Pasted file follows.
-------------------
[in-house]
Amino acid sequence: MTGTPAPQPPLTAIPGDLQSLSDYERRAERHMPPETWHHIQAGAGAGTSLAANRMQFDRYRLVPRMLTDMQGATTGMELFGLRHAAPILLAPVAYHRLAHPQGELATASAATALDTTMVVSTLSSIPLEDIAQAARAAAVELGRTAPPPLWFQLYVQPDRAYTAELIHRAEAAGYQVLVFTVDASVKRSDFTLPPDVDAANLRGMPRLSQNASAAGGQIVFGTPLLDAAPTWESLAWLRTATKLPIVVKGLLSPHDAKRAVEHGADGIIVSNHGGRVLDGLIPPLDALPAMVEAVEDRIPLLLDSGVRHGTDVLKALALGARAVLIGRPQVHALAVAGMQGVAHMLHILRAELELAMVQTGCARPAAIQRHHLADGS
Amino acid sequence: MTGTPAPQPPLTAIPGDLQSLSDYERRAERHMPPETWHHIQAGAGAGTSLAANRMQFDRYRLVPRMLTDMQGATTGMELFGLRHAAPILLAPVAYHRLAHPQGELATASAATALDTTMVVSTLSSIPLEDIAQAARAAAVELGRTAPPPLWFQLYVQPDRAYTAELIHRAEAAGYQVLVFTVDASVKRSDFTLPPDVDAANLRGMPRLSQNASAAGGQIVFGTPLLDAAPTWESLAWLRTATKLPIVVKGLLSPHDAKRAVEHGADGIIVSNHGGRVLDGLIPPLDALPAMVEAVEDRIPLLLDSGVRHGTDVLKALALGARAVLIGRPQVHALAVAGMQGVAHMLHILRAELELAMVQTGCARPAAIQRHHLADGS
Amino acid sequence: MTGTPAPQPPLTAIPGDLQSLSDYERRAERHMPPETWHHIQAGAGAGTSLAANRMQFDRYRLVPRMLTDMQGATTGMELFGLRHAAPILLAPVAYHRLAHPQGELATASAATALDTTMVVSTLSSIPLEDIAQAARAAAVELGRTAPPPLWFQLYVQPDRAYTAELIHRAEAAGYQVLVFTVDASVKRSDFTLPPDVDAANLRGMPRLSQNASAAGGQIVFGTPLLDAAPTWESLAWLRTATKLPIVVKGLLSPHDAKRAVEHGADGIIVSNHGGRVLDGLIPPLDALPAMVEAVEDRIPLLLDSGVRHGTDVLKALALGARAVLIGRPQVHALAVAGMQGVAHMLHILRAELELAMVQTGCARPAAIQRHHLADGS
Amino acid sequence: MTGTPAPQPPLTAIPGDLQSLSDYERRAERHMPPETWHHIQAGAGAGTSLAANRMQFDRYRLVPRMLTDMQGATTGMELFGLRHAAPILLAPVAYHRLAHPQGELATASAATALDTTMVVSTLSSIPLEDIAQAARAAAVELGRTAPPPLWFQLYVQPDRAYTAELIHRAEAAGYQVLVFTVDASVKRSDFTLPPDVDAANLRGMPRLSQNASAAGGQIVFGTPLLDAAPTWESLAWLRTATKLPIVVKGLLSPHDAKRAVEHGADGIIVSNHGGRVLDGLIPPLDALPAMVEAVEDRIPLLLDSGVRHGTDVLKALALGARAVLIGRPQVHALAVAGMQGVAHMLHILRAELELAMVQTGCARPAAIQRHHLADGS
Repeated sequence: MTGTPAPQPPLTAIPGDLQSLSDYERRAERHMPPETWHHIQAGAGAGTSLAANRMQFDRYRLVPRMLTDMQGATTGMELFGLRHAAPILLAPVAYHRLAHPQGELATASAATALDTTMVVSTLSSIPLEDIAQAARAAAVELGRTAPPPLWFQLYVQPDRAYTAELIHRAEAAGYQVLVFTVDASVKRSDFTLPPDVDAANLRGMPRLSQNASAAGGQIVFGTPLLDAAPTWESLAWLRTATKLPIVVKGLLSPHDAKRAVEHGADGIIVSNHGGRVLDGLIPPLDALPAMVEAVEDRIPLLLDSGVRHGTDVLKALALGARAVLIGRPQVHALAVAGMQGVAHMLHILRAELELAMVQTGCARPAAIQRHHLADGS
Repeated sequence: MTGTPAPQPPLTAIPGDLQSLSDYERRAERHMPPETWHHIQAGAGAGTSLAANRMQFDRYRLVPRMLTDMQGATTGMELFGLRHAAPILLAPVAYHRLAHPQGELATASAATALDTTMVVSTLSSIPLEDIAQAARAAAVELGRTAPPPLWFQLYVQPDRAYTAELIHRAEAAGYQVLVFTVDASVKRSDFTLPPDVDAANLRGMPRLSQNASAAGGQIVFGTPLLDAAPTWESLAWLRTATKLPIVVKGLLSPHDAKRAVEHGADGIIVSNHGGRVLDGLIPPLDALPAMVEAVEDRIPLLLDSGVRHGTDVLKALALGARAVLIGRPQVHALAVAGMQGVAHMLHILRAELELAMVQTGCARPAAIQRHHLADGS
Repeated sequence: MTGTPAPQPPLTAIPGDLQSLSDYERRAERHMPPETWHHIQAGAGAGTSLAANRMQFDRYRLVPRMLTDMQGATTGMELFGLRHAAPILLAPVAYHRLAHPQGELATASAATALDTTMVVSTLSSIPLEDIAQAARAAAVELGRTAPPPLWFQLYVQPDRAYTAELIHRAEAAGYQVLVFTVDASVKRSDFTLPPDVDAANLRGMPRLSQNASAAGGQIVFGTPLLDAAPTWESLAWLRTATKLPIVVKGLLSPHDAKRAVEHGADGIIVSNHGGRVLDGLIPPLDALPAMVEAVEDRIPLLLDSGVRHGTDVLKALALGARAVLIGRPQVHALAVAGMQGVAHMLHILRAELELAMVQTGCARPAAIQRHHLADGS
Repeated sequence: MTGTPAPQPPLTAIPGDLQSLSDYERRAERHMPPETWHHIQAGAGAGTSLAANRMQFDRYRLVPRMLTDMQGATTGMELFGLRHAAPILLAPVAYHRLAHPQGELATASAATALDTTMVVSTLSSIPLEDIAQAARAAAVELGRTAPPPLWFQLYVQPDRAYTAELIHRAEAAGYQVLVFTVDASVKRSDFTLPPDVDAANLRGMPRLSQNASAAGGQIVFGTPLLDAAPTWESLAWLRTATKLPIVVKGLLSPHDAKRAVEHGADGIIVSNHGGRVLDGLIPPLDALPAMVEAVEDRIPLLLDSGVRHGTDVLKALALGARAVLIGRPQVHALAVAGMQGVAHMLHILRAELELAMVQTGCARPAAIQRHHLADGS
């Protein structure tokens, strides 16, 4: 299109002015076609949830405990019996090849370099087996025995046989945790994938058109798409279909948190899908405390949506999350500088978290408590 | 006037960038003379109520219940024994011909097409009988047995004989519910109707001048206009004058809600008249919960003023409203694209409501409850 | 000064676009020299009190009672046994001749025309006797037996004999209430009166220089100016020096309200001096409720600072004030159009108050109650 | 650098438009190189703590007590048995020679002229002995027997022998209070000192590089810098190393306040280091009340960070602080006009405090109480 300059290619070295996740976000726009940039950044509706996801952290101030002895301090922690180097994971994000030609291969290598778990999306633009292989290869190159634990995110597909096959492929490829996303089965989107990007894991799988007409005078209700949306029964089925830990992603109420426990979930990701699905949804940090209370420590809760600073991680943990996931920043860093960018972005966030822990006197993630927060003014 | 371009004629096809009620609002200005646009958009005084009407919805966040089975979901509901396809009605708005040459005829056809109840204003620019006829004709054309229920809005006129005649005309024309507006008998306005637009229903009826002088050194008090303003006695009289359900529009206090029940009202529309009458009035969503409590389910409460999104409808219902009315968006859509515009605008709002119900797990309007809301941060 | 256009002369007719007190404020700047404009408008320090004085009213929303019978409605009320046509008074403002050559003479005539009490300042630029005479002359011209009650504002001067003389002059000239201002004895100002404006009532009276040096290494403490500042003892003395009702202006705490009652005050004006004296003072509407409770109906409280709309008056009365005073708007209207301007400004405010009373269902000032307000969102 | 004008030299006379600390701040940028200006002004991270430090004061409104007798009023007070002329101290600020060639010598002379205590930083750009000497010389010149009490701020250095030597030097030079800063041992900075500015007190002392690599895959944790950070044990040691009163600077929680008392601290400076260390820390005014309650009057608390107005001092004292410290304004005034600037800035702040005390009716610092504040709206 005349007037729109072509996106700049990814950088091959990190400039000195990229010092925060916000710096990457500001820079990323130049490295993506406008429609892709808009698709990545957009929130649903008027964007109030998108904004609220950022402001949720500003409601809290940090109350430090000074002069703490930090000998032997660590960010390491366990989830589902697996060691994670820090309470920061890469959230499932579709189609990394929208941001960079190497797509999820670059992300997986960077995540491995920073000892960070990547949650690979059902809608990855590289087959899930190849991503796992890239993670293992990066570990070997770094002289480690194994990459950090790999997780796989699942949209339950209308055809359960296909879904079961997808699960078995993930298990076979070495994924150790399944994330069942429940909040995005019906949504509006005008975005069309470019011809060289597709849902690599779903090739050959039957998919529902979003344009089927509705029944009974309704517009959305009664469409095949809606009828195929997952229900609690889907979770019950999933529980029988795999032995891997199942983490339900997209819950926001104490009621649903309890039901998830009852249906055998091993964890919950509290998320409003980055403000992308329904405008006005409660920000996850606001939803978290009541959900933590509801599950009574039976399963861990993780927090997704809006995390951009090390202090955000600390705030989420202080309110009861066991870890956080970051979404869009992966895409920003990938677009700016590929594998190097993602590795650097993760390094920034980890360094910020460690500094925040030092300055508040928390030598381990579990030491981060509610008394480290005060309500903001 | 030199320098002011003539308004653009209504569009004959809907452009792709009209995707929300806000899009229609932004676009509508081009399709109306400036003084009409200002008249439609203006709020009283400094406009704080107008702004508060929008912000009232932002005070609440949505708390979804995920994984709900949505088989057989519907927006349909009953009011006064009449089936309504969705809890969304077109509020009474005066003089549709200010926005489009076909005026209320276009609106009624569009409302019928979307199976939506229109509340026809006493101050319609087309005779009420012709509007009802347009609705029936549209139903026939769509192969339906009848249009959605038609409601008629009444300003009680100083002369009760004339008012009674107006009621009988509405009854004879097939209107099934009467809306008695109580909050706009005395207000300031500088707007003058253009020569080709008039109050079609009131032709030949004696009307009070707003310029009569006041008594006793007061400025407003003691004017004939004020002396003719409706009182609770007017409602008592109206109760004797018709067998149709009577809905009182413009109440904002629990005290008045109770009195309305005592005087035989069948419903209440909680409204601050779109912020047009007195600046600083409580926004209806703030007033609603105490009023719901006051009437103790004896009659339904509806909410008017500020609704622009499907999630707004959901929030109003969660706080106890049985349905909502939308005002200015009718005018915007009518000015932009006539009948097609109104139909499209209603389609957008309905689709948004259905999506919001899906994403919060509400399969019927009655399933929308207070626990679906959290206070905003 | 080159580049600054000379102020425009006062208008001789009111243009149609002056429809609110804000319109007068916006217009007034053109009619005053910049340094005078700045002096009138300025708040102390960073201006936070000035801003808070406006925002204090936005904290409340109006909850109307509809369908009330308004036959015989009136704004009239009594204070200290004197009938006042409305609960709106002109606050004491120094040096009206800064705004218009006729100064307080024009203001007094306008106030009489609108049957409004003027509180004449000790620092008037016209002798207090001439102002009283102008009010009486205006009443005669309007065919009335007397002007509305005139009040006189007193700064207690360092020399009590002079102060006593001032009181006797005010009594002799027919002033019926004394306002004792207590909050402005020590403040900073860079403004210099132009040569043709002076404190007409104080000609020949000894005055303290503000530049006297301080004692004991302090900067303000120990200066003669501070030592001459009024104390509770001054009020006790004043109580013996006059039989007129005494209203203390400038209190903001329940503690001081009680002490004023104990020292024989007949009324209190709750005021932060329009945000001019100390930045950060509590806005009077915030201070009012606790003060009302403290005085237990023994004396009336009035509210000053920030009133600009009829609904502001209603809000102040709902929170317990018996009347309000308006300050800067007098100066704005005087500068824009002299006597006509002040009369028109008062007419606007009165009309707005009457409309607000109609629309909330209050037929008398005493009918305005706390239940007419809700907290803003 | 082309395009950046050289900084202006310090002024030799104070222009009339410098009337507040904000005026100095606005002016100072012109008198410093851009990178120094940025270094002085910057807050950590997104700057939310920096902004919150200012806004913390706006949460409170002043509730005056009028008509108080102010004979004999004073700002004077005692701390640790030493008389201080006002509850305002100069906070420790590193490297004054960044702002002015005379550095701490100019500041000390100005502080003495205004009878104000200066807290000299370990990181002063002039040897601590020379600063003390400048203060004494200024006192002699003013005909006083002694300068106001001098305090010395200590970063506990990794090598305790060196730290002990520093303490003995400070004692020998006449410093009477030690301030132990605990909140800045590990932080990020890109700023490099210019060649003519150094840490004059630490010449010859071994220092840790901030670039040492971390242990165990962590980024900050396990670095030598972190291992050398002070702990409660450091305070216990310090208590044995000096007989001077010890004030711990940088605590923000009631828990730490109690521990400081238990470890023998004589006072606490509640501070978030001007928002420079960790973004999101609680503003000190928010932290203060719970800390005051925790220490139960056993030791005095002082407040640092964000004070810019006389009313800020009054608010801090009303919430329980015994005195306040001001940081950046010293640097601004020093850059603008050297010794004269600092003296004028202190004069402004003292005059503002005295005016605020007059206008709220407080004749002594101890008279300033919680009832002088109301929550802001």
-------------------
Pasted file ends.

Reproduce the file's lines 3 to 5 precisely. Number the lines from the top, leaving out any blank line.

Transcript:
Amino acid sequence: MTGTPAPQPPLTAIPGDLQSLSDYERRAERHMPPETWHHIQAGAGAGTSLAANRMQFDRYRLVPRMLTDMQGATTGMELFGLRHAAPILLAPVAYHRLAHPQGELATASAATALDTTMVVSTLSSIPLEDIAQAARAAAVELGRTAPPPLWFQLYVQPDRAYTAELIHRAEAAGYQVLVFTVDASVKRSDFTLPPDVDAANLRGMPRLSQNASAAGGQIVFGTPLLDAAPTWESLAWLRTATKLPIVVKGLLSPHDAKRAVEHGADGIIVSNHGGRVLDGLIPPLDALPAMVEAVEDRIPLLLDSGVRHGTDVLKALALGARAVLIGRPQVHALAVAGMQGVAHMLHILRAELELAMVQTGCARPAAIQRHHLADGS
Amino acid sequence: MTGTPAPQPPLTAIPGDLQSLSDYERRAERHMPPETWHHIQAGAGAGTSLAANRMQFDRYRLVPRMLTDMQGATTGMELFGLRHAAPILLAPVAYHRLAHPQGELATASAATALDTTMVVSTLSSIPLEDIAQAARAAAVELGRTAPPPLWFQLYVQPDRAYTAELIHRAEAAGYQVLVFTVDASVKRSDFTLPPDVDAANLRGMPRLSQNASAAGGQIVFGTPLLDAAPTWESLAWLRTATKLPIVVKGLLSPHDAKRAVEHGADGIIVSNHGGRVLDGLIPPLDALPAMVEAVEDRIPLLLDSGVRHGTDVLKALALGARAVLIGRPQVHALAVAGMQGVAHMLHILRAELELAMVQTGCARPAAIQRHHLADGS
Amino acid sequence: MTGTPAPQPPLTAIPGDLQSLSDYERRAERHMPPETWHHIQAGAGAGTSLAANRMQFDRYRLVPRMLTDMQGATTGMELFGLRHAAPILLAPVAYHRLAHPQGELATASAATALDTTMVVSTLSSIPLEDIAQAARAAAVELGRTAPPPLWFQLYVQPDRAYTAELIHRAEAAGYQVLVFTVDASVKRSDFTLPPDVDAANLRGMPRLSQNASAAGGQIVFGTPLLDAAPTWESLAWLRTATKLPIVVKGLLSPHDAKRAVEHGADGIIVSNHGGRVLDGLIPPLDALPAMVEAVEDRIPLLLDSGVRHGTDVLKALALGARAVLIGRPQVHALAVAGMQGVAHMLHILRAELELAMVQTGCARPAAIQRHHLADGS